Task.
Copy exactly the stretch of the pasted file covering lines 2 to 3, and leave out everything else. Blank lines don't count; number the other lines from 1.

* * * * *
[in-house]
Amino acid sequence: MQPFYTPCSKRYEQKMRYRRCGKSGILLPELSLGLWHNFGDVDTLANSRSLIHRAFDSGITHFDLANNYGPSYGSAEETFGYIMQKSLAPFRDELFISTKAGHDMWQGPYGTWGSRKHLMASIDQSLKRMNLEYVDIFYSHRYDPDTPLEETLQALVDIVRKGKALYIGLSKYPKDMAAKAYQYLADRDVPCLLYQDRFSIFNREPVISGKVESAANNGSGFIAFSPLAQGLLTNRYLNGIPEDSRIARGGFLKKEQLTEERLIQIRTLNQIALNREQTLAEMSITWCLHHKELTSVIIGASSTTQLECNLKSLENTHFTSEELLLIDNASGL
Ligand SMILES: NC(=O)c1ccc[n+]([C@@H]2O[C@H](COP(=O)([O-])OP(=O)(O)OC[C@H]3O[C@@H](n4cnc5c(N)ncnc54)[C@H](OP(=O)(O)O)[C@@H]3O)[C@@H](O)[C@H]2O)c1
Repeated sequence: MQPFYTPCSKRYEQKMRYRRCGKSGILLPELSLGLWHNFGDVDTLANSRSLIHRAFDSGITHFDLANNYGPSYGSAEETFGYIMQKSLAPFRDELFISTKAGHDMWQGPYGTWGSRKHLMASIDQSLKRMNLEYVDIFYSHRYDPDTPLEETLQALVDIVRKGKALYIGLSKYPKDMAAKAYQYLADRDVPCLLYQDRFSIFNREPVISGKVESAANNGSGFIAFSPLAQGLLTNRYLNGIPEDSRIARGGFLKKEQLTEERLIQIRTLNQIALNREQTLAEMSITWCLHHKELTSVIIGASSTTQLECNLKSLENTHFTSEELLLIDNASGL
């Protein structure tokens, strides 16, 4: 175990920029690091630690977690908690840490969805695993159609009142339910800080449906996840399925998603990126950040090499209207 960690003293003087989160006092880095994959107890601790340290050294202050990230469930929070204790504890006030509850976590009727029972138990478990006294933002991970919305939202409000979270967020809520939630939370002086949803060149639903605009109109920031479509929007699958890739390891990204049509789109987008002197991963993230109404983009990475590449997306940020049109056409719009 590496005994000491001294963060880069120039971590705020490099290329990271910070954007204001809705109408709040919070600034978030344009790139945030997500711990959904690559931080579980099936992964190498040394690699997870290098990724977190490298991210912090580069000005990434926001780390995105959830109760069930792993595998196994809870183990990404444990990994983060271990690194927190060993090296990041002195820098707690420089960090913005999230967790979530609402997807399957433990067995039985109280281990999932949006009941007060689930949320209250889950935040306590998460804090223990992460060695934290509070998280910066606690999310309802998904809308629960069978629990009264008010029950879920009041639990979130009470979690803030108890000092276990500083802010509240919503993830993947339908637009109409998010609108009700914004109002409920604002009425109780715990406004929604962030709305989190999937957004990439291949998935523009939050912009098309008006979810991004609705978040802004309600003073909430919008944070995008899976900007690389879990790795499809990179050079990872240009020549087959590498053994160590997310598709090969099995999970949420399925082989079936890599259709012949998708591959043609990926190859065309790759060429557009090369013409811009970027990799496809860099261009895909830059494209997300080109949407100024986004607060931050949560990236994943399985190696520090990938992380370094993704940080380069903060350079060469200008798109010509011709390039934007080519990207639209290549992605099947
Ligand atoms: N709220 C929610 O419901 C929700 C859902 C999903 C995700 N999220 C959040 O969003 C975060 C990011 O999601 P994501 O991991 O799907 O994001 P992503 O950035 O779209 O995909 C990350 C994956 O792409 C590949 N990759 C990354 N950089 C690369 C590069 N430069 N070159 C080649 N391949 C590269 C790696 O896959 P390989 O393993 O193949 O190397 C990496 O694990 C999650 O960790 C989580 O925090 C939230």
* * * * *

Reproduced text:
Amino acid sequence: MQPFYTPCSKRYEQKMRYRRCGKSGILLPELSLGLWHNFGDVDTLANSRSLIHRAFDSGITHFDLANNYGPSYGSAEETFGYIMQKSLAPFRDELFISTKAGHDMWQGPYGTWGSRKHLMASIDQSLKRMNLEYVDIFYSHRYDPDTPLEETLQALVDIVRKGKALYIGLSKYPKDMAAKAYQYLADRDVPCLLYQDRFSIFNREPVISGKVESAANNGSGFIAFSPLAQGLLTNRYLNGIPEDSRIARGGFLKKEQLTEERLIQIRTLNQIALNREQTLAEMSITWCLHHKELTSVIIGASSTTQLECNLKSLENTHFTSEELLLIDNASGL
Ligand SMILES: NC(=O)c1ccc[n+]([C@@H]2O[C@H](COP(=O)([O-])OP(=O)(O)OC[C@H]3O[C@@H](n4cnc5c(N)ncnc54)[C@H](OP(=O)(O)O)[C@@H]3O)[C@@H](O)[C@H]2O)c1